Alberta is home to abundant wild species, rich biodiversity and immense ecological heritage. This is something we sometimes take for granted.
In the past few decades a few things have become apparent when it comes to the environment. We need to make sure we are balancing activities on our landscapes, we need to have plans in place to lay the foundations of work to conserve and protect, and we need to work together to achieve the best possible outcomes for our wild species.
An example of this is the work being done to protect Canada’s woodland caribou. In Alberta, caribou ranges cover about 23 per cent of the landscape, with 15 ranges falling under provincial jurisdiction. All woodland caribou in the province are designated as Threatened under both the federal Species at Risk Act and provincial Wildlife Act.
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Our ecosystem is built with many moving pieces and there is never just one factor affecting a species or putting a population at risk, and this is true of the Little Smoky caribou range. Maintaining caribou population and habitat is a priority. There are several things being done to address this including restoring and managing lands and managing the populations of predator species in the area, this includes wolves. Let’s talk numbers When it comes to wolves (one of Alberta’s better known predators) the population has cycled between scarcity and abundance. The current estimated wolf population in Alberta is 7,000 wolves, an increase from 4,000 wolves in the early 1990s. How do wolves pose a threat to caribou? Continue reading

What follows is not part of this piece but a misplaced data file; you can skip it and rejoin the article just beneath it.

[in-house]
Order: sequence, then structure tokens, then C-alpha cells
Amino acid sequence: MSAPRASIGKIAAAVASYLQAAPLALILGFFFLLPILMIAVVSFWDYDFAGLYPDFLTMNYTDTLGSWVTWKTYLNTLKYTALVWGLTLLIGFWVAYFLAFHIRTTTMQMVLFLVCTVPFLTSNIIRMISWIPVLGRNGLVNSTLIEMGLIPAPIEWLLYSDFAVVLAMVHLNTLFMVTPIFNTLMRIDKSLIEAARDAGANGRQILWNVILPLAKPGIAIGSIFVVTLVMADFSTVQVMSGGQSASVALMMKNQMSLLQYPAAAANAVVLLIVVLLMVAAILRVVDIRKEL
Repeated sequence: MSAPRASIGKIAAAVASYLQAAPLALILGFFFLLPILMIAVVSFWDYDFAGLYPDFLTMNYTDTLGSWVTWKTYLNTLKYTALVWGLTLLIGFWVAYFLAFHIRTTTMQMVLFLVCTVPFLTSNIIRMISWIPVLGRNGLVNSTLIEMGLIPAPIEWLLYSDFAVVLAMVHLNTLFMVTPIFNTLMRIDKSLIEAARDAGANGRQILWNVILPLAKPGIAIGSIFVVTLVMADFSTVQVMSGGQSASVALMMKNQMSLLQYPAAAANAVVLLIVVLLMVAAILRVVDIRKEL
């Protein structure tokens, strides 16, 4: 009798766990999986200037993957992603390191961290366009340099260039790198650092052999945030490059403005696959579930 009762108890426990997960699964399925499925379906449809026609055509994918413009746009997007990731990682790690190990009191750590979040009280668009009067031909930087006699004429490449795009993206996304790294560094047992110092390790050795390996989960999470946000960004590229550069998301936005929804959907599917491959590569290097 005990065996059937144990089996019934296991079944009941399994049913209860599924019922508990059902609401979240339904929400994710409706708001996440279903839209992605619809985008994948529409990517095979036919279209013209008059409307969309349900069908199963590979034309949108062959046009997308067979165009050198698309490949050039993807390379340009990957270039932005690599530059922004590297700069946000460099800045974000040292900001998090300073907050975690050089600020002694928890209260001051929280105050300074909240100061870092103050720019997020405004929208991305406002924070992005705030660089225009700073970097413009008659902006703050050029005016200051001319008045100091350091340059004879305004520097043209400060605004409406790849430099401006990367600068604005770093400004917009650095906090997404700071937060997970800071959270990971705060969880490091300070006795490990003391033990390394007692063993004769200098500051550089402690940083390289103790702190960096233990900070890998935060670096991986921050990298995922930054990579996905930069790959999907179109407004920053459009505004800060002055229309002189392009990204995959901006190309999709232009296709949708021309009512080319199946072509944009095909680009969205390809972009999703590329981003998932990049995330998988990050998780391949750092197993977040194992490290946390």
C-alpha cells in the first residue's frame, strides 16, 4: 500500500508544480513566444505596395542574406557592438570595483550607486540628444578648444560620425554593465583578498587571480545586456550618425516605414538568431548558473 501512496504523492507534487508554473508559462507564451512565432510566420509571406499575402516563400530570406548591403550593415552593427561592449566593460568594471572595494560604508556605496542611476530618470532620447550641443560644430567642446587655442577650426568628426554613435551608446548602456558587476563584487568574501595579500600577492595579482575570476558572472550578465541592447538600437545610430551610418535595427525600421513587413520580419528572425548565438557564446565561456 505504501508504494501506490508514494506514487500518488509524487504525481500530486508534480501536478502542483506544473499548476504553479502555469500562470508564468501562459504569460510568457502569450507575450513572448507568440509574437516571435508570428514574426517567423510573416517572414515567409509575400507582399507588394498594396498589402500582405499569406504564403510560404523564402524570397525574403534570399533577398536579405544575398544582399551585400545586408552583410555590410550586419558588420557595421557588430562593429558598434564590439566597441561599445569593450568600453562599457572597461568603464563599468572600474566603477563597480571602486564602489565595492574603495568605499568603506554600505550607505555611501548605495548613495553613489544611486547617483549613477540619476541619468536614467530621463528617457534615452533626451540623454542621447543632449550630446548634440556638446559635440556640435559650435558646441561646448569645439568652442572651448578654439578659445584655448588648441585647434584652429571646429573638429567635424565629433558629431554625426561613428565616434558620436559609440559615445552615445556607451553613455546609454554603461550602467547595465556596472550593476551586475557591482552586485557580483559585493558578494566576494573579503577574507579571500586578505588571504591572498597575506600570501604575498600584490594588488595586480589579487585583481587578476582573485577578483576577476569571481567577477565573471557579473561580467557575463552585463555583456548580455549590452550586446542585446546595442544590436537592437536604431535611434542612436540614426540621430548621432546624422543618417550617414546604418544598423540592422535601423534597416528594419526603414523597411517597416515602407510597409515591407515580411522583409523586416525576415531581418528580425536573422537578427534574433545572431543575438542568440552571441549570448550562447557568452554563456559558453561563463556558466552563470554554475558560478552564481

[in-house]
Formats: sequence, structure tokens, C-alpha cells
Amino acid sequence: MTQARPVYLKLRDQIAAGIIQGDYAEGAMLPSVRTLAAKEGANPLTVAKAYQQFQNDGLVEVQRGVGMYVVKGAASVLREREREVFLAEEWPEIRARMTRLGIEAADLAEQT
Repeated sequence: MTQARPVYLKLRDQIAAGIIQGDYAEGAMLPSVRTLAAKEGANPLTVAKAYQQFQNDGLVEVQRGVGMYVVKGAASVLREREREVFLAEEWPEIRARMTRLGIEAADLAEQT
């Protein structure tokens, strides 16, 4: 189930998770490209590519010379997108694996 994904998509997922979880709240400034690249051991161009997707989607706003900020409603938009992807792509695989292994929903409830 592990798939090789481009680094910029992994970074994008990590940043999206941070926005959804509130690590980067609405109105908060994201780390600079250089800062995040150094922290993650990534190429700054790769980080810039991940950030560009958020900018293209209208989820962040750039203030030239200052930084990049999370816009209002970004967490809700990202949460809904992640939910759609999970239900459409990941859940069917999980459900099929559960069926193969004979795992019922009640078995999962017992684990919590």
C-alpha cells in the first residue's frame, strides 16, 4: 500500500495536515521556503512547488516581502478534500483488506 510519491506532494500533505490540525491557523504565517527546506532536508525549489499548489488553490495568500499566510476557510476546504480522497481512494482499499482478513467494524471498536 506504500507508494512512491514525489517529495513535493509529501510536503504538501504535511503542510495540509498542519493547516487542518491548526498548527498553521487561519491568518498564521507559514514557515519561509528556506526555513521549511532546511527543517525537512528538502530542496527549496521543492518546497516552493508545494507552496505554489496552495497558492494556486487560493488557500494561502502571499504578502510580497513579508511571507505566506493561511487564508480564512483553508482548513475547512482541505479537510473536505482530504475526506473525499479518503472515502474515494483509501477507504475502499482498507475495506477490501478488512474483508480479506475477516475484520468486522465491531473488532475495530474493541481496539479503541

Alberta has amazing biodiversity – and each species has different habitat needs. Our woodland caribou – which are designated as a species at risk by both the federal and Alberta governments – need a large range in order to thrive, and much of their prime habitat overlaps with areas of prime oil and gas exploration and development. Which raises an important question: how do we responsibly develop these areas while protecting the species that call them home?
Lease rules: minimizing our footprint
Recently, there’s been a lot of discussion about the sale of energy leases in areas of Alberta where caribou live. But it’s important to understand that these leases don’t necessarily mean there will be development by industry – and they don’t grant industry unrestricted access to the land.
When a company develops a resource in a sensitive caribou range, they must follow rules to minimize their impact to the land.
- This includes rules about what kinds of developments can happen – like requiring the use of horizontal drilling to minimize the number of wells drilled in an area.
- It also includes rules about how that development can happen. For example, in caribou ranges, construction is only allowed at certain times of year in order to minimize disruption to caribou herds.
The goal of all these rules is to minimize the ‘footprint’ that these developments leave on the land.
Horizontal drilling minimizes the disturbance of wildlife habitat.
The range planning process
The province is in the process of developing 15 range plans to protect our woodland caribou herds. These plans will outline how each range will be managed, in order to ensure that critical caribou habitat is protected.
Range planning for the Little Smoky and A La Peche herds is already underway. To give us time to complete these plans, we’ve put a temporary hold on new oil and gas leases in these ranges. This will help ensure that any further development that does happen will be in accordance with our range planning. Forestry companies in the Little Smoky area have also volunteered to hold off on harvesting until the plans are complete.
Once range plans for these two critical herds are complete, we’ll draft the remaining plans. If you want to know more about the work that will guide these plans, you can check out our Woodland Caribou Recovery Plan and Woodland Caribou Policy for Alberta.